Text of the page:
Scholarly supporters of Robertson’s critical school gathered in March 1967 at the first annual conference of the Center for Medieval and Early Renaissance Studies at State University of New York at Binghamton, an event often referred to among medievalists as “the Courtly Love conference”. The volume of papers from this conference, published the following year,[8] has retained its importance as a watershed in the spread of a new paradigm of the concept of medieval courtly love.[9]

Teaching at Princeton[edit]

Robertson was a popular and engaging lecturer, and his seminars were usually full. Professor Staley has summarized his approach as follows:

“His gift for impersonation gave life to the dead: he could stage a conversation between John of Gaunt and John Wyclif as though he had been a fly on the wall, or recount Ovid’s tales in a Carolina accent and with down-home details that made them as meaningful as they are slyly ironic. He insisted on the ways in which humor was fundamental to meaning. He shared his ongoing work with us, his moments of revelation, his tremendous interest in literature and cultural history. He insisted that we find proof for what we said in class or wrote in papers. He made it possible for me to learn in ways many professors might not have by giving me the freedom to chase my ideas through Firestone Library…He read the work we turned in quickly and willingly; he praised and criticized. The key to his approach was patience: he would not hound a student to finish chapters or to meet deadlines; you had to be self-directed, but Robbie met you more than halfway, and was quick to promote work he saw as significant.”[6]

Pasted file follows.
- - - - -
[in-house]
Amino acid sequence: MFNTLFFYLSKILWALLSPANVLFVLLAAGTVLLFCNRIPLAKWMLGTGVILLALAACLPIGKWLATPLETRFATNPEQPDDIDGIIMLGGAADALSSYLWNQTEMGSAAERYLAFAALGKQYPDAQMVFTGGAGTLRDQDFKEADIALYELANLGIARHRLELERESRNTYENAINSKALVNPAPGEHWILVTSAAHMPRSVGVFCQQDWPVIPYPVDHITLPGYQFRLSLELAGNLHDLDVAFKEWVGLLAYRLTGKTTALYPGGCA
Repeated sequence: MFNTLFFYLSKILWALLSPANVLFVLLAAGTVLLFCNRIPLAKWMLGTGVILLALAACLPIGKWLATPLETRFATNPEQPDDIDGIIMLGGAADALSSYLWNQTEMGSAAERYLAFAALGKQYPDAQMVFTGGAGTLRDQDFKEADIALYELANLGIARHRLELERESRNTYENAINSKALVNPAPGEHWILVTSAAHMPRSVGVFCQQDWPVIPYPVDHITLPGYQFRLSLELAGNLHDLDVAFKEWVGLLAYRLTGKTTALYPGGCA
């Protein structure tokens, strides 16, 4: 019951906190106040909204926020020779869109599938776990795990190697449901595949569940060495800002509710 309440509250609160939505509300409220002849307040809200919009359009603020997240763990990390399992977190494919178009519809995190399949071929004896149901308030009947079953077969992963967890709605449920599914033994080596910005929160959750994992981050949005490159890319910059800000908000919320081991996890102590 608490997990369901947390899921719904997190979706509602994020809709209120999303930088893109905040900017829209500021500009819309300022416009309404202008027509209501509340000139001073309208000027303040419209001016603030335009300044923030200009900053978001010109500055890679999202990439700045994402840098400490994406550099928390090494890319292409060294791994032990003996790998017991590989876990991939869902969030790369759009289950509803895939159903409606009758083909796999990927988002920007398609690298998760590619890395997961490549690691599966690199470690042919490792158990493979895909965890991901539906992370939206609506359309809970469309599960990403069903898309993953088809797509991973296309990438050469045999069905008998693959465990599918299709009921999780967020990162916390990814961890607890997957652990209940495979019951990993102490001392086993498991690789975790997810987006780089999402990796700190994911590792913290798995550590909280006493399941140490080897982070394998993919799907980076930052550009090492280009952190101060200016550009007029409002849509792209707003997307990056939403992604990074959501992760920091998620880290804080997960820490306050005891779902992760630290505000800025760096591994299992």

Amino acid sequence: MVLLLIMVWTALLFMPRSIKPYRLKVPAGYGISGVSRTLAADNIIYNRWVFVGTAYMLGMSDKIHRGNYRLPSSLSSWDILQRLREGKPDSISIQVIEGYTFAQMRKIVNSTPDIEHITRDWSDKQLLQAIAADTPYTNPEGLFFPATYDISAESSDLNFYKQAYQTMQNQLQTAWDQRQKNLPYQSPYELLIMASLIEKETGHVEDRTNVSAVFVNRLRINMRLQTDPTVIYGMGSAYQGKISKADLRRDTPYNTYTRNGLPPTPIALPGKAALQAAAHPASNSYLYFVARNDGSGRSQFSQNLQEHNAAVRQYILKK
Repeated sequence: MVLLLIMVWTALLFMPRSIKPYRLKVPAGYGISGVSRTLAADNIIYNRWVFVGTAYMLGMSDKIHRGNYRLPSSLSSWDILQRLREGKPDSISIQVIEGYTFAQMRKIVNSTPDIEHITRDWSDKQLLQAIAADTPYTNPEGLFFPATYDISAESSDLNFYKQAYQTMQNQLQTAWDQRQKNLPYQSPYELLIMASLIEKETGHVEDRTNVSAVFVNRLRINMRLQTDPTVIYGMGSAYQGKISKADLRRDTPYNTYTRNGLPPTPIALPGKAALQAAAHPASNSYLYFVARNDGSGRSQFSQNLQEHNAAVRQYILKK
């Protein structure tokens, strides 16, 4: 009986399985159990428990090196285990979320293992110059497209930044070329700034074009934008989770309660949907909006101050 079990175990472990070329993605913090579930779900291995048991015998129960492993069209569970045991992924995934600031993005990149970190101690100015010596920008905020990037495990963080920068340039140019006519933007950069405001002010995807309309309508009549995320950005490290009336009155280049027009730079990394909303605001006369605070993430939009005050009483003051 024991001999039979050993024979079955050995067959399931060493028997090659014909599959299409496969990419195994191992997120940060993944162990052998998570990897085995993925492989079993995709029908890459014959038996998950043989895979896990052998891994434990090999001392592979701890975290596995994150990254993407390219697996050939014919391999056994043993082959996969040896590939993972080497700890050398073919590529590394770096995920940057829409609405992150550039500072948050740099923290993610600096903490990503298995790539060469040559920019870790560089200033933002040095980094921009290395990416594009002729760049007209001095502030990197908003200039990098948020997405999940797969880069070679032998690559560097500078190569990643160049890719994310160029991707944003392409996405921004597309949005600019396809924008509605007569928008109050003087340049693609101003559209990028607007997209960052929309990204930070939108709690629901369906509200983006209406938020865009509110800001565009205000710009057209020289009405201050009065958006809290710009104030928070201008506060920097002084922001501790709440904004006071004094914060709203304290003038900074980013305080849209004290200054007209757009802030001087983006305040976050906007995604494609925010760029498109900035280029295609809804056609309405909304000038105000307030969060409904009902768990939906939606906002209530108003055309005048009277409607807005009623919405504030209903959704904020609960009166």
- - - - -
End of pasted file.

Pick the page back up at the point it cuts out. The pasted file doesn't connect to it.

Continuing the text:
Among Robertson’s most important scholarly legacies is the number of his students among the prominent medievalists of succeeding generations. These include Robert P. Miller, Paul Olson, Chauncey Wood, John V. Fleming, Alan T. Gaylord, David Lyle Jeffrey, Marc Pelen, and Lynn Staley.

Robertson retired from Princeton at the age of 65 in 1980. In his honor, Princeton University Press published Essays in Medieval Culture (1980), a collection of 24 of his essays. Among them are some of Robertson’s bold attempts to extend the application of “Robertsonianism” beyond the confines of the Middle Ages: to Renaissance art (Leonardo), sixteenth-century literature (Sidney, Shakespeare’s Hamlet), and beyond (Alexander Pope).

Robertson married Betty McLean Hansen in 1937. They had one daughter, Susanna Howley, and two sons, Durant Waite Robertson III and Douglas Robertson.


Robertson’s research in retirement took him in the direction of the social historical context of literature, an interest he had occasionally expressed earlier. He did it so well that scholar Peter G. Beidler included one of Robertson’s later essays, “Simple Signs from Everyday Life in Chaucer” (1981) in a bibliography of Marxist approaches to Chaucer.[10] Robertson would be shocked, but also no doubt amused, at this gesture.